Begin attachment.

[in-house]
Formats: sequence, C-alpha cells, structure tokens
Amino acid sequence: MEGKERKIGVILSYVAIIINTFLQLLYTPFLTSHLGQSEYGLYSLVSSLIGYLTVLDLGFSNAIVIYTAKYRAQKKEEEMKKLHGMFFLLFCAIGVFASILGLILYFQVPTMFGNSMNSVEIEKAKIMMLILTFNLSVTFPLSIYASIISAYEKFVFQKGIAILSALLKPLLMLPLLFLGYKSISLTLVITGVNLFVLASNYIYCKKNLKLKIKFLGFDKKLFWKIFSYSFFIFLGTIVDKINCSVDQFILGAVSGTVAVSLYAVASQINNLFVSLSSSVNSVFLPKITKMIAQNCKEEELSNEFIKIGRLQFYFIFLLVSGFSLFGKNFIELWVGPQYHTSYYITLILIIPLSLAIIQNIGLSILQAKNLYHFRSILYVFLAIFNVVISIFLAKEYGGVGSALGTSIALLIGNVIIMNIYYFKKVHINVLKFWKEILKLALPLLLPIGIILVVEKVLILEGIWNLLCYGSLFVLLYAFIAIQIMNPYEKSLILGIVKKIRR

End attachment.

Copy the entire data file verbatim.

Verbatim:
[in-house]
Formats: sequence, C-alpha cells, structure tokens
Amino acid sequence: MEGKERKIGVILSYVAIIINTFLQLLYTPFLTSHLGQSEYGLYSLVSSLIGYLTVLDLGFSNAIVIYTAKYRAQKKEEEMKKLHGMFFLLFCAIGVFASILGLILYFQVPTMFGNSMNSVEIEKAKIMMLILTFNLSVTFPLSIYASIISAYEKFVFQKGIAILSALLKPLLMLPLLFLGYKSISLTLVITGVNLFVLASNYIYCKKNLKLKIKFLGFDKKLFWKIFSYSFFIFLGTIVDKINCSVDQFILGAVSGTVAVSLYAVASQINNLFVSLSSSVNSVFLPKITKMIAQNCKEEELSNEFIKIGRLQFYFIFLLVSGFSLFGKNFIELWVGPQYHTSYYITLILIIPLSLAIIQNIGLSILQAKNLYHFRSILYVFLAIFNVVISIFLAKEYGGVGSALGTSIALLIGNVIIMNIYYFKKVHINVLKFWKEILKLALPLLLPIGIILVVEKVLILEGIWNLLCYGSLFVLLYAFIAIQIMNPYEKSLILGIVKKIRR